Recently, the Mexican Federation of Association Football (Federación Mexicana de Fútbol Asociación, A.C.) ("Femexfut"), announced its intention to obtain biometric data of attendees at sporting events, with the goal of increasing security controls at the stadiums. This objective became more pressing after the unfortunate incident in Queretaro City a few weeks ago.

Although the intention of this plan is to increase security controls at sporting events and to have the means to hold the people who participate in them accountable, the way in which Femexfut intends to achieve these aims may be problematic. Thus, in an interview, Francisco Acuña, one of the Commissioners of the National Transparency Institute ("INAI"), confirms that, although it is not a crime to collect biometric personal data, it is a very delicate matter and seems not to be being addressed in the best way.

Although this program has not yet been implemented, there are still many uncertainties. Before implementing such programs, Femexfut and other companies considering the large-scale collection of biometric data should consider a number of factors:

  • Will they be ready to implement sufficient physical, technical and/or administrative security measures to protect such valuable data from a possible breach?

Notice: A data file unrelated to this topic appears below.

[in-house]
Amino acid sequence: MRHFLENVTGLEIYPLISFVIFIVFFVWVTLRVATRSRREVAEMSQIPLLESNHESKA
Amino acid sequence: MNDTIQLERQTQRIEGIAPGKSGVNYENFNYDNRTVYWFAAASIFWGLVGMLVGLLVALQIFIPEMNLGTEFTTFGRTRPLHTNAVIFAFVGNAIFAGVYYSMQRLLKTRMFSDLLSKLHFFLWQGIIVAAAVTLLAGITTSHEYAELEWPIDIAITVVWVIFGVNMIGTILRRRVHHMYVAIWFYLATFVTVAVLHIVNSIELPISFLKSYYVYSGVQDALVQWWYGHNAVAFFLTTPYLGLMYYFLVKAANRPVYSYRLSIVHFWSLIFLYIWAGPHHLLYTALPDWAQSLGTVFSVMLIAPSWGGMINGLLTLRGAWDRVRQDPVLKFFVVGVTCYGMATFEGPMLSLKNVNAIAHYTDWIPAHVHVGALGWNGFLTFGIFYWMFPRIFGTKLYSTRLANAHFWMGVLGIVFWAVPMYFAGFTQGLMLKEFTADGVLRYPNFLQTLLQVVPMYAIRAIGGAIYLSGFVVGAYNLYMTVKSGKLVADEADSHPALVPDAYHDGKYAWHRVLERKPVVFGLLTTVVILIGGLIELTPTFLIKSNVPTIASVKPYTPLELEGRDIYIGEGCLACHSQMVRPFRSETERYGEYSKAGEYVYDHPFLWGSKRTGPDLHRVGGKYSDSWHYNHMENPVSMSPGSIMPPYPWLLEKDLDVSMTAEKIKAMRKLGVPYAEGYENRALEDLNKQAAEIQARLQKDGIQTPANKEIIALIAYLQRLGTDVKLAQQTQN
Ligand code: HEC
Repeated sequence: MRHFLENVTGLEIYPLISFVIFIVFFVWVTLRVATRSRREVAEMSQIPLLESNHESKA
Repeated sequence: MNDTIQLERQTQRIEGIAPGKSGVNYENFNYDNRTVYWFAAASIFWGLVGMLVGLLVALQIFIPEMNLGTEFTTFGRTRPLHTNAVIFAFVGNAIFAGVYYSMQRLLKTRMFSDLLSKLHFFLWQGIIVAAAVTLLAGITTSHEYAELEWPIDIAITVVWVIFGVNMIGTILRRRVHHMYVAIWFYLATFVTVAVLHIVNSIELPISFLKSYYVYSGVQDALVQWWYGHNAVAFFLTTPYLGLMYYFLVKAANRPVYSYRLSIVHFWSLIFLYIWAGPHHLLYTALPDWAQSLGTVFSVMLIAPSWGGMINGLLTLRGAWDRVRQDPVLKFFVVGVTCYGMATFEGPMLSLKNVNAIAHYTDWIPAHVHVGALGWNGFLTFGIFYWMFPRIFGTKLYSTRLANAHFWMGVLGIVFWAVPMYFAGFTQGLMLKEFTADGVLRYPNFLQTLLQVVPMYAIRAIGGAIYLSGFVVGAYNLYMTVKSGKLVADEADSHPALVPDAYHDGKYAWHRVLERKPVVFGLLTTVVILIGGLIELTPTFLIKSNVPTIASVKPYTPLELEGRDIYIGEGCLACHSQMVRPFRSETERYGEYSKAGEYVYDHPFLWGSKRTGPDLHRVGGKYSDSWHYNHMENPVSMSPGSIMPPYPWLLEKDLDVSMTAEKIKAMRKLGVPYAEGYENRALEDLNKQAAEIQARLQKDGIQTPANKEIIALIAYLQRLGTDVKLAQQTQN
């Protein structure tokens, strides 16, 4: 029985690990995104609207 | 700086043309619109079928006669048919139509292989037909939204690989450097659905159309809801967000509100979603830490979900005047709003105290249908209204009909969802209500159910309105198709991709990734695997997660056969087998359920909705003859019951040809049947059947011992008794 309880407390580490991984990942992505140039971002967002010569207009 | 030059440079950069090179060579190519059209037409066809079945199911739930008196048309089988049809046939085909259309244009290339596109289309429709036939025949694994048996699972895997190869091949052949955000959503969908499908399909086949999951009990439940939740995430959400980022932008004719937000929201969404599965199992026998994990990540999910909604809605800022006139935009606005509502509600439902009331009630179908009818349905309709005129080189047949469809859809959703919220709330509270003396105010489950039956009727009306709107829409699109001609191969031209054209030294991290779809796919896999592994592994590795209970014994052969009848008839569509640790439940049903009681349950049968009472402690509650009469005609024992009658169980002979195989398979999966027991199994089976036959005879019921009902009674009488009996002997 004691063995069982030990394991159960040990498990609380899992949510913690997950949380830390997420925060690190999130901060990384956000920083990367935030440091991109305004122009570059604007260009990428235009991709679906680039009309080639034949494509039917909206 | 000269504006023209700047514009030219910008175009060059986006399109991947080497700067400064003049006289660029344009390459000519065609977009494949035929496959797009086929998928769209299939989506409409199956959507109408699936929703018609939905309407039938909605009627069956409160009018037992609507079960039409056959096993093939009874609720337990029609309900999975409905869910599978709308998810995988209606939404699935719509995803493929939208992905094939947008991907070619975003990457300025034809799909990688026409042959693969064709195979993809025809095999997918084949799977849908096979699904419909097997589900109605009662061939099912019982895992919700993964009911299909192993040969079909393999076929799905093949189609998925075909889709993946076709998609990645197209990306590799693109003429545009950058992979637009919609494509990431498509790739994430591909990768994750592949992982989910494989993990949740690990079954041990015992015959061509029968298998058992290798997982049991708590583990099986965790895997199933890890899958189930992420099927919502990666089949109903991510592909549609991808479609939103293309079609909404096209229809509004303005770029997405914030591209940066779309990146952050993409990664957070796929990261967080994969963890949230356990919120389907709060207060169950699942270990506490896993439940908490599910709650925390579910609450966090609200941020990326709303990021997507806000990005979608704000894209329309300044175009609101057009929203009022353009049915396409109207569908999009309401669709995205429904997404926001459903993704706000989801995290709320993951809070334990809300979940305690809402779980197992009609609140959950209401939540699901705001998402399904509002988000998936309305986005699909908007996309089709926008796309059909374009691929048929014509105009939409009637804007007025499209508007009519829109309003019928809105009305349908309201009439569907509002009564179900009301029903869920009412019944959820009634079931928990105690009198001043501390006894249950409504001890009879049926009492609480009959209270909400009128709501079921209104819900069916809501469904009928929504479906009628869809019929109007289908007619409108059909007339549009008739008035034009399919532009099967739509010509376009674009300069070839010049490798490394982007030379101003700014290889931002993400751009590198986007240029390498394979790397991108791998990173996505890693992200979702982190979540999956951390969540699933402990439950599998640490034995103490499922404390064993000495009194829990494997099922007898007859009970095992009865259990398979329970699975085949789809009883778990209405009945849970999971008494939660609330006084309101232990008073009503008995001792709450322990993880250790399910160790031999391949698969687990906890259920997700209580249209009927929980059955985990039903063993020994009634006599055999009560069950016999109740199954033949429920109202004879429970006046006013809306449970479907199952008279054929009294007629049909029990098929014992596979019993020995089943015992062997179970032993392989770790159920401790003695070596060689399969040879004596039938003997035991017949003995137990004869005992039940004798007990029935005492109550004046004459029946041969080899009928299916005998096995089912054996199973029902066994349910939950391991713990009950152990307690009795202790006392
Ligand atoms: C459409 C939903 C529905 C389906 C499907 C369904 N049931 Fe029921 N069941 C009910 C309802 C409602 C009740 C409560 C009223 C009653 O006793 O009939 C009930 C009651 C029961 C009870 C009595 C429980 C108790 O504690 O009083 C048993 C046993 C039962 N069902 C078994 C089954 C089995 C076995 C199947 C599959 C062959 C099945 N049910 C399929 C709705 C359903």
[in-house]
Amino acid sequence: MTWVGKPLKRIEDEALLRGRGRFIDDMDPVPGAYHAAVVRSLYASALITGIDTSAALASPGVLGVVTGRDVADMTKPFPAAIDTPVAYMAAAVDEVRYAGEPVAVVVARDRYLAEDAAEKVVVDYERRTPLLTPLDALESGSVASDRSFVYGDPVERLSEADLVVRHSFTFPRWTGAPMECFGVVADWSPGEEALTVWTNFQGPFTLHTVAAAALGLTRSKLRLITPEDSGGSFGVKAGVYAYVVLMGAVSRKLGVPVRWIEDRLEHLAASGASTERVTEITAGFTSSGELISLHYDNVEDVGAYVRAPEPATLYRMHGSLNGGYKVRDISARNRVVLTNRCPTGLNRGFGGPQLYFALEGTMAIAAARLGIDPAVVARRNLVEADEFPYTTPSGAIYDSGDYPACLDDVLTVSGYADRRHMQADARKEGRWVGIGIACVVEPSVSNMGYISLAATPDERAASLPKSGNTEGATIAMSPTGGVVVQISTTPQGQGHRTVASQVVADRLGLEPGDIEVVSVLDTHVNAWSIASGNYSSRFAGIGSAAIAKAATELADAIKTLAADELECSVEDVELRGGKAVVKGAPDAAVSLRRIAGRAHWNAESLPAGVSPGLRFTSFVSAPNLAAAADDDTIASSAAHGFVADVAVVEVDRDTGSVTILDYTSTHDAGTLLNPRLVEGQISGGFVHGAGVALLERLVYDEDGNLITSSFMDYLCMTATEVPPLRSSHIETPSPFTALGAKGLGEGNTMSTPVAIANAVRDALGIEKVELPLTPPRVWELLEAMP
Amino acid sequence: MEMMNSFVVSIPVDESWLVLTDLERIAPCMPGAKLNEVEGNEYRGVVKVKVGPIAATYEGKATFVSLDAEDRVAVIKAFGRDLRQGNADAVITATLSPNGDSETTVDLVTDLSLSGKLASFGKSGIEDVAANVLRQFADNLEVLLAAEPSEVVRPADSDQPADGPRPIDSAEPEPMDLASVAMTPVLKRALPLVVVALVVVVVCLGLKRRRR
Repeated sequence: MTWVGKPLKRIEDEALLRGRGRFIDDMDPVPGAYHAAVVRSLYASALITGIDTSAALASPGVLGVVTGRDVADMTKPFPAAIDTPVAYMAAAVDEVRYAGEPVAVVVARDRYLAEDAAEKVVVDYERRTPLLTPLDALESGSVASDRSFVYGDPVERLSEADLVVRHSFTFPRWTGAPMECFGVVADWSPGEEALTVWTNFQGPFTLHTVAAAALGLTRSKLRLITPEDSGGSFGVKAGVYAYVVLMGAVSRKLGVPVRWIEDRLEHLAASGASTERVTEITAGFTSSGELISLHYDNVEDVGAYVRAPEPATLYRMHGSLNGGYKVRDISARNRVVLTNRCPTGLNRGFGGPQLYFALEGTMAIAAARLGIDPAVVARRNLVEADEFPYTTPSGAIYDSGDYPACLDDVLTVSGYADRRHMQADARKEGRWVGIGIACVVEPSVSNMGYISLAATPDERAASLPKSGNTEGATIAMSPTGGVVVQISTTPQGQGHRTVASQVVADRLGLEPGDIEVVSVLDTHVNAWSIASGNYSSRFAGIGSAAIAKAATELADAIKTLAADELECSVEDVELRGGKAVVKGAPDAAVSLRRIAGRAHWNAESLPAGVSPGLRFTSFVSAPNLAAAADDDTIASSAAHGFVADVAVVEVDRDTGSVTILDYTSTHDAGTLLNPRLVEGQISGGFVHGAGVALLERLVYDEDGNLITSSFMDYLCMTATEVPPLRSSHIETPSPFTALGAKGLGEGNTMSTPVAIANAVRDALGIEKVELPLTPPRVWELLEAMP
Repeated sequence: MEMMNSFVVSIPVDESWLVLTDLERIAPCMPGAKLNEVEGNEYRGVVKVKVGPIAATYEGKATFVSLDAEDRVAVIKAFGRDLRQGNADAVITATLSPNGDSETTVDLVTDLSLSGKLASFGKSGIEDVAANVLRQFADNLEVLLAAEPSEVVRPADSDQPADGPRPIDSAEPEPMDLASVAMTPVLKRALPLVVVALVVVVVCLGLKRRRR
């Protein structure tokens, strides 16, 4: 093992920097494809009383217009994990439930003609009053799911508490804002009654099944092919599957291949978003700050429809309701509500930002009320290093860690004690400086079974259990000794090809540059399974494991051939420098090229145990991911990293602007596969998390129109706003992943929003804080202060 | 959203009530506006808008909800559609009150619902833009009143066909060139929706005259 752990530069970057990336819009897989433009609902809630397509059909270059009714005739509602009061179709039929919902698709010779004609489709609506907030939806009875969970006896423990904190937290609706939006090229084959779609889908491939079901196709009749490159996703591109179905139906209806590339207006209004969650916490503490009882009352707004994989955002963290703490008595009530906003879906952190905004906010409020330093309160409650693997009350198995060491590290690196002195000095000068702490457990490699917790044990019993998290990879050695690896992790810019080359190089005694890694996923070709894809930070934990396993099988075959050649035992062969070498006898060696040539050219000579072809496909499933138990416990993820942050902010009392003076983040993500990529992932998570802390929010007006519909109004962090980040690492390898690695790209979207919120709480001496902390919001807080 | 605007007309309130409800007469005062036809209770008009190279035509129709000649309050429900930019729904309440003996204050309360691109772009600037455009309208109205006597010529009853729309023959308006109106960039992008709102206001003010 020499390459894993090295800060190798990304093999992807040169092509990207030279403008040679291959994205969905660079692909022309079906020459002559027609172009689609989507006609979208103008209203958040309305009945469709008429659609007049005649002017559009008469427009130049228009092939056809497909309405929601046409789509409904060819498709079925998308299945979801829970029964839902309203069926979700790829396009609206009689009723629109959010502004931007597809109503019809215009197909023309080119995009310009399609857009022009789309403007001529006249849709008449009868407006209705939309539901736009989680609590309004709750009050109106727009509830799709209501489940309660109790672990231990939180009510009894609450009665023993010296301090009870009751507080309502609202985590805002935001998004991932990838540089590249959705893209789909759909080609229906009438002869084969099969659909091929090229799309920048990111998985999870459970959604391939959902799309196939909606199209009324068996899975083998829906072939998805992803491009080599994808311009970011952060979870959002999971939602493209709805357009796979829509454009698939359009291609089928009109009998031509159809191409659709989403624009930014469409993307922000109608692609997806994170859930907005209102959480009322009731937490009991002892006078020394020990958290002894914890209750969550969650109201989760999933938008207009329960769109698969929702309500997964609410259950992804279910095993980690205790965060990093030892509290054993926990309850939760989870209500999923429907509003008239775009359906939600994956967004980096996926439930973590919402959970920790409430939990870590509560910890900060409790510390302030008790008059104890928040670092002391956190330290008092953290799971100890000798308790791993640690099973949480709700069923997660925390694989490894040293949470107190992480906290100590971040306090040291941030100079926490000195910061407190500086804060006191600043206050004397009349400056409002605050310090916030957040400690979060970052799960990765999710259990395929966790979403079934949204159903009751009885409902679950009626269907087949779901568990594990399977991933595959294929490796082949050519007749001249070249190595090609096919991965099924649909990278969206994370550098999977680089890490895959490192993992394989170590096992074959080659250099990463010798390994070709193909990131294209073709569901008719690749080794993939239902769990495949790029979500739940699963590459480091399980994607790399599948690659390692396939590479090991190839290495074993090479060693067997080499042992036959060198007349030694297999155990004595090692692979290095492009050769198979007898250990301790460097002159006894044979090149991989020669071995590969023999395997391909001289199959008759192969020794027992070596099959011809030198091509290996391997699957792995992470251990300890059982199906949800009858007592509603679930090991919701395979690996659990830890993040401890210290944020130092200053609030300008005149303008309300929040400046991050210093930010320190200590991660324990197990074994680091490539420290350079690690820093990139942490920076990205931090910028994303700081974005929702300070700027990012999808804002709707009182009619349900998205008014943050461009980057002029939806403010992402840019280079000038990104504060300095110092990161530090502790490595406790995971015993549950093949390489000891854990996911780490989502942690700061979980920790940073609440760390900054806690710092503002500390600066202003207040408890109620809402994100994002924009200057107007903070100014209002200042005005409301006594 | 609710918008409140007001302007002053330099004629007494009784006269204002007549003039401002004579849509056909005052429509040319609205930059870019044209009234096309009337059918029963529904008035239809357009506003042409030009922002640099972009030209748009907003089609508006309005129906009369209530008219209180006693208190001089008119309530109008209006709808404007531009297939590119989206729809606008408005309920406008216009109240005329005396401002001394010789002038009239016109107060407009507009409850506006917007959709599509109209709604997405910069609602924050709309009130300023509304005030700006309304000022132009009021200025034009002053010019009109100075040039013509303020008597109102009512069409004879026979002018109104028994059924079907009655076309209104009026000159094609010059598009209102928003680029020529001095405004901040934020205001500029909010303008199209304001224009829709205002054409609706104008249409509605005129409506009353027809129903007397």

• In a country where soccer is one of the most popular sporting events, the amount of personal data, including biometric data, that Femexfut will manage could be very attractive to people who intend to misuse it. Will they have carried out the corresponding impact analysis?
  • Will they consider data protection as part of the design of its systems?
  • Will they be able to minimize and process the data collected in a proportional manner? In the case of Femexfut, the latter questions seems especially complicated, with the information we have available, since it intends to take biometric data as part of a registry, but also to monitor the attendees to the events through video surveillance cameras and even through facial recognition. All this could become even more complicated if Femexfut decides to share this data with its constituent football clubs, as it could increase the risk of possible loss or violation.
  • Have they contemplated the collection of biometric data in their privacy notice and obtained any necessary consents for such collection from data subjects.

All of these questions are valid for the attendees as data subjects; therefore, I would agree with Commissioner Acuña that, although it is not a crime to collect the specific personal data, Femexfut needs to have the infrastructure and expert advice to reduce possible risks in the implementation of this Fan ID program, and consider at all times the prevailing reasonable expectation of privacy.